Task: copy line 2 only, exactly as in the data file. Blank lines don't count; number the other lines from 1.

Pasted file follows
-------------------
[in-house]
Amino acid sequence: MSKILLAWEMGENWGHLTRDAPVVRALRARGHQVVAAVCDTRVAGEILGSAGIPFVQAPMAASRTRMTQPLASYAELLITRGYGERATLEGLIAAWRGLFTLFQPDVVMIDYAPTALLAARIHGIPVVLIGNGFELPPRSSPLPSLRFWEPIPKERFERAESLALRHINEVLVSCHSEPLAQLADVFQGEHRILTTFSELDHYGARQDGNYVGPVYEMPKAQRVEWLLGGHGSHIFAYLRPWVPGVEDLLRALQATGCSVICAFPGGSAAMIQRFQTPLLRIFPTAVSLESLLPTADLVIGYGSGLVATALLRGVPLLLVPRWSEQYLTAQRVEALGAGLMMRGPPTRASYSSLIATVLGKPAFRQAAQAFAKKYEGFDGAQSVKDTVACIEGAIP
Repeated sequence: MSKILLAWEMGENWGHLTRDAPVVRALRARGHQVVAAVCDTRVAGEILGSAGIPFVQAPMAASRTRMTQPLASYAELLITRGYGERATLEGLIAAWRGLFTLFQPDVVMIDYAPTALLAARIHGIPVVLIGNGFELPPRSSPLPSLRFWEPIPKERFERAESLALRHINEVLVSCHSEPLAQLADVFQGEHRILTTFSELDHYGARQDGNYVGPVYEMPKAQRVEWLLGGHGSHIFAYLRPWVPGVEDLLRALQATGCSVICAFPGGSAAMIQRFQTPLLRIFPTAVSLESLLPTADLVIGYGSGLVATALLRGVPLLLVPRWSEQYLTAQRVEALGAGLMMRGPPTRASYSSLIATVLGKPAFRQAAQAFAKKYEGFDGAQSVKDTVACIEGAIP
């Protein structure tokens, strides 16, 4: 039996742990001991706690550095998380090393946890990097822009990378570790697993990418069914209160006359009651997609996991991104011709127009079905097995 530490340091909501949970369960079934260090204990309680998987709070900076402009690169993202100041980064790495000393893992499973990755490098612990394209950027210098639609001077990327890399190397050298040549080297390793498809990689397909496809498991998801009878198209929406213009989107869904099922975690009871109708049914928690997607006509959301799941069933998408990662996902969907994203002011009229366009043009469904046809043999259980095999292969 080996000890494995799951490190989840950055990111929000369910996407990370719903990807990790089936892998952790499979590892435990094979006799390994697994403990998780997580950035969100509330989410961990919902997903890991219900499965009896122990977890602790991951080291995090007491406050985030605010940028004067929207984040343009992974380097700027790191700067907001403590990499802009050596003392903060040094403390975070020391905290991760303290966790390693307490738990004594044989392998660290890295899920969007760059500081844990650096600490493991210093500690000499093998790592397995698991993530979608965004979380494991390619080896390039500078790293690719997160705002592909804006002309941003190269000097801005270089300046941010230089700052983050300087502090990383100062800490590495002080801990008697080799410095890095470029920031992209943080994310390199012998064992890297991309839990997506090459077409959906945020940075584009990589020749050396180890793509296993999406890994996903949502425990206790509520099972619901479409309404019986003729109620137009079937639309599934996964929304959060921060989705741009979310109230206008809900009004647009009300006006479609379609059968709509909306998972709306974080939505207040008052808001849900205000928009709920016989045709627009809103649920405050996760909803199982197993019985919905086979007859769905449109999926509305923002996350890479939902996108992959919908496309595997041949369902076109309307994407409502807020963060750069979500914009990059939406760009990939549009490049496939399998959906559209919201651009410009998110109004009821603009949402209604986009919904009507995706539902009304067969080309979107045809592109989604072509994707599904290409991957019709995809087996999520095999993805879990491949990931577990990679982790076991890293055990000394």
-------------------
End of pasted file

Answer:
Amino acid sequence: MSKILLAWEMGENWGHLTRDAPVVRALRARGHQVVAAVCDTRVAGEILGSAGIPFVQAPMAASRTRMTQPLASYAELLITRGYGERATLEGLIAAWRGLFTLFQPDVVMIDYAPTALLAARIHGIPVVLIGNGFELPPRSSPLPSLRFWEPIPKERFERAESLALRHINEVLVSCHSEPLAQLADVFQGEHRILTTFSELDHYGARQDGNYVGPVYEMPKAQRVEWLLGGHGSHIFAYLRPWVPGVEDLLRALQATGCSVICAFPGGSAAMIQRFQTPLLRIFPTAVSLESLLPTADLVIGYGSGLVATALLRGVPLLLVPRWSEQYLTAQRVEALGAGLMMRGPPTRASYSSLIATVLGKPAFRQAAQAFAKKYEGFDGAQSVKDTVACIEGAIP